Laura Helen McPhee-Browne is fast becoming our in house prose starlet. We’re so happy to start the week with another of her beautiful pieces.
The woman and the man had come a long way together, side by side, holding hands the way she liked and he liked with all the fingers neatly clasped and each correct finger slotted beside each correct finger.
I knew this because I was their daughter.
‘The thing about love at our age’, the woman would often tell me, her eyes milky like almond guts, ‘Is that it is not about the feelings but more about the facts.’ After this we would sometimes eat chunks of pineapple at the bench, sucking with our teeth and tongues to get at the unbearable sweetness.
There was no such reasoning from the man. He had always been one to cry often, and these days when he spoke the tears would gather like supportive friends during grief around his eyes. I had no friends, and couldn’t join him.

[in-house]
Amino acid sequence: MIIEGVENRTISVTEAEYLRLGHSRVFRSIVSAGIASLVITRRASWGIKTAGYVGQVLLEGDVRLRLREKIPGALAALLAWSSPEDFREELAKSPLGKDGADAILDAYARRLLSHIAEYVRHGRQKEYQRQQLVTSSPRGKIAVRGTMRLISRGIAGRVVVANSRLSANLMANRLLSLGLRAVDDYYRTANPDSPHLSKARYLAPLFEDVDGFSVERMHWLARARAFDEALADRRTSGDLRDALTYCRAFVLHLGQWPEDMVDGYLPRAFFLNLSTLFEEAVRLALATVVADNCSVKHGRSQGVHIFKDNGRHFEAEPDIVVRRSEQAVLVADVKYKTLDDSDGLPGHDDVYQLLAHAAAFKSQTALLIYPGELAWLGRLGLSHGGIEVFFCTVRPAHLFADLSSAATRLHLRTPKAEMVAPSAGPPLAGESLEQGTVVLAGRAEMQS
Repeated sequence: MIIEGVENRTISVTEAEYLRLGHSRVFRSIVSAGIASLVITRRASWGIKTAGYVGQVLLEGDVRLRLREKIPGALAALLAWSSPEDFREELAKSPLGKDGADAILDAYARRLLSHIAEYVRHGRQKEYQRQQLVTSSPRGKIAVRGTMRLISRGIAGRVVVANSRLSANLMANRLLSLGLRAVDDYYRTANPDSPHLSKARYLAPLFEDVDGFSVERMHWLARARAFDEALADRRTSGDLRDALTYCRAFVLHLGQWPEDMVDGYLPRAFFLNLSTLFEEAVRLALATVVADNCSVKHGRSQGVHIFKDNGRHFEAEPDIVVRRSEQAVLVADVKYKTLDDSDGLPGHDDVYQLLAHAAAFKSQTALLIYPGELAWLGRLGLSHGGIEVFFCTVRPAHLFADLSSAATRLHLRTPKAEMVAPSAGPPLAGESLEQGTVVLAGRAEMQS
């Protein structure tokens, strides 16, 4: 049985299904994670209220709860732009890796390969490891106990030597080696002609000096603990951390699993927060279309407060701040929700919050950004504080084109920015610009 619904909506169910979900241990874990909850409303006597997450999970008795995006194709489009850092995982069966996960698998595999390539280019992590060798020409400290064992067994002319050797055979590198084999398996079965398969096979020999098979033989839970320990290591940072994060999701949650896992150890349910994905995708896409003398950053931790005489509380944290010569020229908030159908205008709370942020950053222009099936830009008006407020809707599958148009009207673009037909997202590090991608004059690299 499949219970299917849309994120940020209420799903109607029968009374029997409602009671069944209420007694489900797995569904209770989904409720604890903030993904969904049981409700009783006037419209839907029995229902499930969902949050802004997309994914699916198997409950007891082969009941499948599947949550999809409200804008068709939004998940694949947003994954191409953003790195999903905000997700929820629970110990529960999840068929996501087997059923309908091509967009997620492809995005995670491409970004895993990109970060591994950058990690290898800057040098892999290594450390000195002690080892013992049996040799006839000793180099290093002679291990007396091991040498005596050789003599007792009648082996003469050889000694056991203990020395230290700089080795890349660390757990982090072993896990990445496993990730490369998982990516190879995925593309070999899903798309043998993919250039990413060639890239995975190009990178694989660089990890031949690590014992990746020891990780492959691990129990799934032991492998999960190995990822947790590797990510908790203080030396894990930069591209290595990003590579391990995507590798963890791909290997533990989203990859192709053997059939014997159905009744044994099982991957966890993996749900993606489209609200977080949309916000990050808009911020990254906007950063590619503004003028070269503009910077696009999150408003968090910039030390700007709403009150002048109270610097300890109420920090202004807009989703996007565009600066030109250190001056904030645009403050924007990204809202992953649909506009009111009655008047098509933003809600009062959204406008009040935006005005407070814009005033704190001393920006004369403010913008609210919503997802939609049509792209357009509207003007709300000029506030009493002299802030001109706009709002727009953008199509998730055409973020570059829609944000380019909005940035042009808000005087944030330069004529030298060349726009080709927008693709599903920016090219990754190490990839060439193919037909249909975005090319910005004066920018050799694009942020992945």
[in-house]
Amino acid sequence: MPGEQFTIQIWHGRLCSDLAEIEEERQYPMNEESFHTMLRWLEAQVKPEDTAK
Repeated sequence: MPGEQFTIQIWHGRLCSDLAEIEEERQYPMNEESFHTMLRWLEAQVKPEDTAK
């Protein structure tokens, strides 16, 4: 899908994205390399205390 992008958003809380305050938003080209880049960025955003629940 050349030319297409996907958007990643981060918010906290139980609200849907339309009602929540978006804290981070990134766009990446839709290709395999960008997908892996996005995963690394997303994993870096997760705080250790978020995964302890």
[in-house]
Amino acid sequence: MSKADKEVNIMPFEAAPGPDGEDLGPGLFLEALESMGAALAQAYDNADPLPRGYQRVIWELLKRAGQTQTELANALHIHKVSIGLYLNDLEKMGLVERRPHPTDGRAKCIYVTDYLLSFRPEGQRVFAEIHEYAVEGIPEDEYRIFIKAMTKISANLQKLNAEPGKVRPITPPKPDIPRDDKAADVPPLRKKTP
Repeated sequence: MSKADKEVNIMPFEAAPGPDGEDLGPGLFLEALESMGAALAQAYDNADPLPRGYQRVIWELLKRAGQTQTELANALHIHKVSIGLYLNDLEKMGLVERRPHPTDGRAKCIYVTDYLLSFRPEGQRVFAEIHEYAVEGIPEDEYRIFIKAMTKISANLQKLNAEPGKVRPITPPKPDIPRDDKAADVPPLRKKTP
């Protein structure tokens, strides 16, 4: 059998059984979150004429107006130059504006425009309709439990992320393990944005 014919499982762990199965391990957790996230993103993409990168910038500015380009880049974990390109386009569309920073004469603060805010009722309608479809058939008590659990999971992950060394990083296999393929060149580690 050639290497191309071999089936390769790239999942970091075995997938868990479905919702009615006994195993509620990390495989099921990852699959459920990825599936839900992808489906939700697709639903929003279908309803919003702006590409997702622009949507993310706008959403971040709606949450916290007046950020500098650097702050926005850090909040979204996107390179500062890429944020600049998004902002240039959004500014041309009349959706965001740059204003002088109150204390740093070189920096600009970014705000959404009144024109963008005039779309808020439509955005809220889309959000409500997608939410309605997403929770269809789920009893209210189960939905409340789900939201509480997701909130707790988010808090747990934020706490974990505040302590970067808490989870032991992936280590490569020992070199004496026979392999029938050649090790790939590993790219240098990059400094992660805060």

I watched the man and the woman on Sundays when I came for fish and rice andtinned apricot halves. I couldn’t figure out the trick to it, though I looked for it each week like a hungry pup. I had to conclude that there wasn’t one.
Words by Laura Helen McPhee-Browne
Illustration by Marine Bucher